Suspension Wouldn't Change QB Race

ATHENS – The punishment is coming, but Zach Mettenberger's future as Georgia's starting quarterback is nowhere close to evaporated just yet, head coach Mark Richt said.

Zach Mettenberger was arrested last week near Valdosta on five charges including underage consumption, possession of a fake I.D. and obstruction, meaning a suspension is likely. But while it certainly won't help Mettenberger's chances of earning the starting quarterback job, Richt said the off-field problems won't change the current plan for the remainder of the spring.

"It won't effect Zach's reps in the spring at all," Richt said. "If he's suspended for the first game, when we get ready to practice – once we move into the phase of getting ready for the first game – anybody who's suspended, they don't get any reps."

Richt acknowledged that unless charges are dropped against Mettenberger, the redshirt freshman quarterback will be automatically suspended for one game to start the season. Richt said he could extend the suspension, but he won't have a firm decision on that for a few more days.

"I still want to get all the information in before we make some public decision on what's going to happen," Richt said.

Aaron Murray took the first reps with the first team during Tuesday's practice after Logan Gray was the first of the No. 1 quarterbacks during the March 4 practice session. Offensive coordinator Mike Bobo said Mettenberger is still set to take the first reps with the starters when the Bulldogs return to work again on Thursday, and the three will continue to share an equal number of reps throughout the remainder of the spring.

Beyond that, Richt said, Mettenberger's primary job will be rebuilding the trust from his teammates, coaches and fans – a job that, if he can complete, will put him squarely back into the competition at quarterback.

"He knows he's dug himself a hole, and he wants to climb out," Richt said. "He knows that what has happened this last week is not going to define who he is and define his career. He's very anxious to prove to everybody he's a very solid person and leader. We're all disappointed and we all know there's consequences to that kind of action."

Making strides

It took Washaun Ealey more than four games before he saw any action last season, and it wasn't until the final few weeks of the season that he really came into his own as a running back. But when he found his stride, he turned in huge results. Ealey tallied at least 70 yards rushing in each of his final seven games, including a huge 183-yard performance in a win over Georgia Tech.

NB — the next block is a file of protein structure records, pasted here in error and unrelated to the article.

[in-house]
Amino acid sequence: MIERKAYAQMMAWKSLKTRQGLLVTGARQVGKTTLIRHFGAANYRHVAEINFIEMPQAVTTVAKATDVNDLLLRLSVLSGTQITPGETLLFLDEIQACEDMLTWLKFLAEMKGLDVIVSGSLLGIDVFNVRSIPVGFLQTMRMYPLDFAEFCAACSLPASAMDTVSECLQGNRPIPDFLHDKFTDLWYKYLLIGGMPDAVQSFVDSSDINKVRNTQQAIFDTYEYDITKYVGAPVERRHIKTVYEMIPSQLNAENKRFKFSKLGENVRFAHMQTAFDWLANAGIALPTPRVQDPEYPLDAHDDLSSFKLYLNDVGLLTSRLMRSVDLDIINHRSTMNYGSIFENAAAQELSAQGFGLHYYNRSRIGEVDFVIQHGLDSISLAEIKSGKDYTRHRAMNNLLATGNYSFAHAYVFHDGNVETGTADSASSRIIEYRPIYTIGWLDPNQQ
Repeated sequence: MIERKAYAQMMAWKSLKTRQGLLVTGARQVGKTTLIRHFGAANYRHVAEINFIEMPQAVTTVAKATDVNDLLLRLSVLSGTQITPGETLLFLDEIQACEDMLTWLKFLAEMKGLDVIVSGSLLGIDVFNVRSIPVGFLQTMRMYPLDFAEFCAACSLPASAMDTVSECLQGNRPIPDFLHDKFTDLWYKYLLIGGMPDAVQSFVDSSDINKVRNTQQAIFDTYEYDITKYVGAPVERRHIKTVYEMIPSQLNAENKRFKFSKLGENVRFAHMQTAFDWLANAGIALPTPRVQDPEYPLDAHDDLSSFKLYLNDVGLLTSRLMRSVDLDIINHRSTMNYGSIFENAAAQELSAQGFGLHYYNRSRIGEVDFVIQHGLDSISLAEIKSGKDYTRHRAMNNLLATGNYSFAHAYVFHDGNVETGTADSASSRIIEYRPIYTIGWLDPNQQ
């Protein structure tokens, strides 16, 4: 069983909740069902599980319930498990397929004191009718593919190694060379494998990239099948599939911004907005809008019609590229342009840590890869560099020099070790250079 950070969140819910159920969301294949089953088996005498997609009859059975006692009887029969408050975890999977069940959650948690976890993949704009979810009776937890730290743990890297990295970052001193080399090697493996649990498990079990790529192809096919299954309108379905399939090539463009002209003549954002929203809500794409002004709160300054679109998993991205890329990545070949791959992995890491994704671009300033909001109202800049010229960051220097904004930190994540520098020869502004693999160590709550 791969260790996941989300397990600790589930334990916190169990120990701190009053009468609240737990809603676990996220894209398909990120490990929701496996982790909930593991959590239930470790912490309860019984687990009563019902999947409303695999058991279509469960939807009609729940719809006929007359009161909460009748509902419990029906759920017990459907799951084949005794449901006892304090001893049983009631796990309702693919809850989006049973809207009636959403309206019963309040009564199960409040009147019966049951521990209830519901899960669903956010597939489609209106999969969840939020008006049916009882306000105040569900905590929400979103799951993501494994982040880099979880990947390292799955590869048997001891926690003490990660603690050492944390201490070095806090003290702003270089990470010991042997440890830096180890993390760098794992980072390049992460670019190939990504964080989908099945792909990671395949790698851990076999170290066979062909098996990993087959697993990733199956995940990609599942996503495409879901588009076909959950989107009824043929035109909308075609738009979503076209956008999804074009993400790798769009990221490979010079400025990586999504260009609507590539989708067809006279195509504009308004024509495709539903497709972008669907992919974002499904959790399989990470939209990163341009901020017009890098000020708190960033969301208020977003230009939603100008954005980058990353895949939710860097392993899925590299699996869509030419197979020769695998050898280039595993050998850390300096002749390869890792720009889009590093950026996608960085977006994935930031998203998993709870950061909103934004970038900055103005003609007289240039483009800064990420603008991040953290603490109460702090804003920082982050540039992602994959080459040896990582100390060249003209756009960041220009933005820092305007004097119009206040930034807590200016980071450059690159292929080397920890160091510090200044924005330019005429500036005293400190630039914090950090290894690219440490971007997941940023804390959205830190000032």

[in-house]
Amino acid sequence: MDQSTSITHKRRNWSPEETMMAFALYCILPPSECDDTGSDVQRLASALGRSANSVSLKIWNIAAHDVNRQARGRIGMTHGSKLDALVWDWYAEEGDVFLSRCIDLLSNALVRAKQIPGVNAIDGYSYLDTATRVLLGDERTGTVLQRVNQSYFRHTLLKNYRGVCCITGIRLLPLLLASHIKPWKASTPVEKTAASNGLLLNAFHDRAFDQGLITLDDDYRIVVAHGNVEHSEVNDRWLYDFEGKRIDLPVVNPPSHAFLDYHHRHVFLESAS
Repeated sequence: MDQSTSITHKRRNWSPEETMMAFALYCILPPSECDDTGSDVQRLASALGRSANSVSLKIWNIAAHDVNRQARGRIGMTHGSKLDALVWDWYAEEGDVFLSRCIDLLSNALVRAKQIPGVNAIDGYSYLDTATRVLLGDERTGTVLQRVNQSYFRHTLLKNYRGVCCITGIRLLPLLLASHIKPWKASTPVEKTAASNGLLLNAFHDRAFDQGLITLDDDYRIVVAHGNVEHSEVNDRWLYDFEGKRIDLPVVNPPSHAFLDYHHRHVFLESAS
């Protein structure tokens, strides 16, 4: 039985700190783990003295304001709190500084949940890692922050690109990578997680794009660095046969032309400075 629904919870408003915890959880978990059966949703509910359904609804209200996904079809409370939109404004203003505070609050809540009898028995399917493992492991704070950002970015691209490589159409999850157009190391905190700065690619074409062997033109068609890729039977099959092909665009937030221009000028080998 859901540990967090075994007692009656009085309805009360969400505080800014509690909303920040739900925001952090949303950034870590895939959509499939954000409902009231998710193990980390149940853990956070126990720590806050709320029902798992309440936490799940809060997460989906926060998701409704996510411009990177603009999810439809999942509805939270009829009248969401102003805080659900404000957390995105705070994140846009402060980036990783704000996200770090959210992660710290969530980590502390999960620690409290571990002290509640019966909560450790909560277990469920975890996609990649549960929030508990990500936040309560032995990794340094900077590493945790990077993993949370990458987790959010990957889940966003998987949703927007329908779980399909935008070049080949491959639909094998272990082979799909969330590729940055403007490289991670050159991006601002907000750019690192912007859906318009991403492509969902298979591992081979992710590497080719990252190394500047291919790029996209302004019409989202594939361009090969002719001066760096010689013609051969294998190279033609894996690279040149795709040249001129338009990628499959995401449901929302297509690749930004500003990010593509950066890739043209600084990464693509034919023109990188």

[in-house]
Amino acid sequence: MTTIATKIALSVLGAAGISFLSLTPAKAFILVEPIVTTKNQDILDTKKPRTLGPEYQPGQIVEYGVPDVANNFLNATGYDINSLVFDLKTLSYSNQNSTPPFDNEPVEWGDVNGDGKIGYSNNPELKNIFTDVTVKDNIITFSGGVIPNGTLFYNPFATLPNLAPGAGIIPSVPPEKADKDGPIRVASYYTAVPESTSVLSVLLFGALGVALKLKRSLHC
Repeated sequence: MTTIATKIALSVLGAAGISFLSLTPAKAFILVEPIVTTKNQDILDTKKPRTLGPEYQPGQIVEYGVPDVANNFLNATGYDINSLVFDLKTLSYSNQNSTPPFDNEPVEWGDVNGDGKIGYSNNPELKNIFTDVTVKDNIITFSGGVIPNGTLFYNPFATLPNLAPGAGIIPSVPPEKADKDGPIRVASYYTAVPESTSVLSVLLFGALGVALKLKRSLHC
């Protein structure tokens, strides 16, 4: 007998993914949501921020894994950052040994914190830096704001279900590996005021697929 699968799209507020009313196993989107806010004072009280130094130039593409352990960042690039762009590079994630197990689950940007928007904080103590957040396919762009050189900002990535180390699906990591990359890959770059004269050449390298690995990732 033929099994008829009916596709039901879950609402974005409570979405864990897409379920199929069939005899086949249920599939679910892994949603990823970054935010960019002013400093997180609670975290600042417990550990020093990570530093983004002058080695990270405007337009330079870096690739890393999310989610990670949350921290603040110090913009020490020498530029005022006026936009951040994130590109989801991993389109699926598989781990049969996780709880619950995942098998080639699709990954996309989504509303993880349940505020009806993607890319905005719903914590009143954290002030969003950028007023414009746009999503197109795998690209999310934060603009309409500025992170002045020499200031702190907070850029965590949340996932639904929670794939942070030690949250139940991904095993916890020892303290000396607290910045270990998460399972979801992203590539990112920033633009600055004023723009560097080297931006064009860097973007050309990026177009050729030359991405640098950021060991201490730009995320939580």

In the months since the season ended, Richt said Ealey has only managed to climb even higher up the learning curve, and when he hit the field Tuesday at practice, his head coach marveled at how far Ealey had come.

"Washaun is just a whole lot different than a year ago in my opinion," Richt said. "He was a true freshman. He wasn't in the greatest of shape, and now he's in much better shape, he knows what to do, and he's having fun out there practicing with a lot of tempo and confidence."

Returning to returner

Gray may still be in the running for Georgia's starting quarterback job, but that doesn't mean he'll be giving up his part-time gig on special teams.

Richt said that, while Gray isn't likely to see much special teams action this spring, the rising junior quarterback is likely to resume his duties as a punt returner once fall camp opens in August. While Gray is unlikely to be the full-time return man, Richt said Gray has proven he's adept at fielding deep punts that require the returner to decide whether to fair catch the ball or allow it to bounce into the end zone. Gray played on several other special teams as well, but Richt said those duties would depend heavily on his position on the depth chart at quarterback.

"In the fall I think he will either be the guy or be a very strong candidate to do what he did last year on the punt team," Richt said. "When we're backed up and you've got a guy at his heels on the 10-yard line to decide should I field it or let it go, he did a very good job of that last year, and that's kind of a hard thing to teach. I think he would do that, and we'll just see what the future holds. I'm not counting him out for any other special teams either. It just depends how this QB race goes."

Dawg Post Top Stories